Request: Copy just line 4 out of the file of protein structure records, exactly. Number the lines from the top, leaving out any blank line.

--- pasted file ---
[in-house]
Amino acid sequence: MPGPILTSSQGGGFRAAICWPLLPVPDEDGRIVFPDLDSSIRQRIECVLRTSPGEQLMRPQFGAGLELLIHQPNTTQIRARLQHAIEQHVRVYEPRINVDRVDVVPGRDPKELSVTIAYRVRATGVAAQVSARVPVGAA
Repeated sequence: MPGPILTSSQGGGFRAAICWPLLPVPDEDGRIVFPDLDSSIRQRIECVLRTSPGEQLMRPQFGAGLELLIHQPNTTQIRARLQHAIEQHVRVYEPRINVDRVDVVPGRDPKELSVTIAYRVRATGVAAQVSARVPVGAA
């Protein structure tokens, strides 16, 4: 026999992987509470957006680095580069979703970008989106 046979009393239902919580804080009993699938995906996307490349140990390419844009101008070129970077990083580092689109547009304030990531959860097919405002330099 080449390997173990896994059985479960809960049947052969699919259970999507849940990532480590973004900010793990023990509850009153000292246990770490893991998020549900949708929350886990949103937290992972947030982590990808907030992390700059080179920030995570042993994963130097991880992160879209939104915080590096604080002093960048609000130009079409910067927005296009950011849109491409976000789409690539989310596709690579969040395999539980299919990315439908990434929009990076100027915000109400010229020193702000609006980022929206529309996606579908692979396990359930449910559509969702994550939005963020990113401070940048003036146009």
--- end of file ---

């Protein structure tokens, strides 16, 4: 026999992987509470957006680095580069979703970008989106 046979009393239902919580804080009993699938995906996307490349140990390419844009101008070129970077990083580092689109547009304030990531959860097919405002330099 080449390997173990896994059985479960809960049947052969699919259970999507849940990532480590973004900010793990023990509850009153000292246990770490893991998020549900949708929350886990949103937290992972947030982590990808907030992390700059080179920030995570042993994963130097991880992160879209939104915080590096604080002093960048609000130009079409910067927005296009950011849109491409976000789409690539989310596709690579969040395999539980299919990315439908990434929009990076100027915000109400010229020193702000609006980022929206529309996606579908692979396990359930449910559509969702994550939005963020990113401070940048003036146009």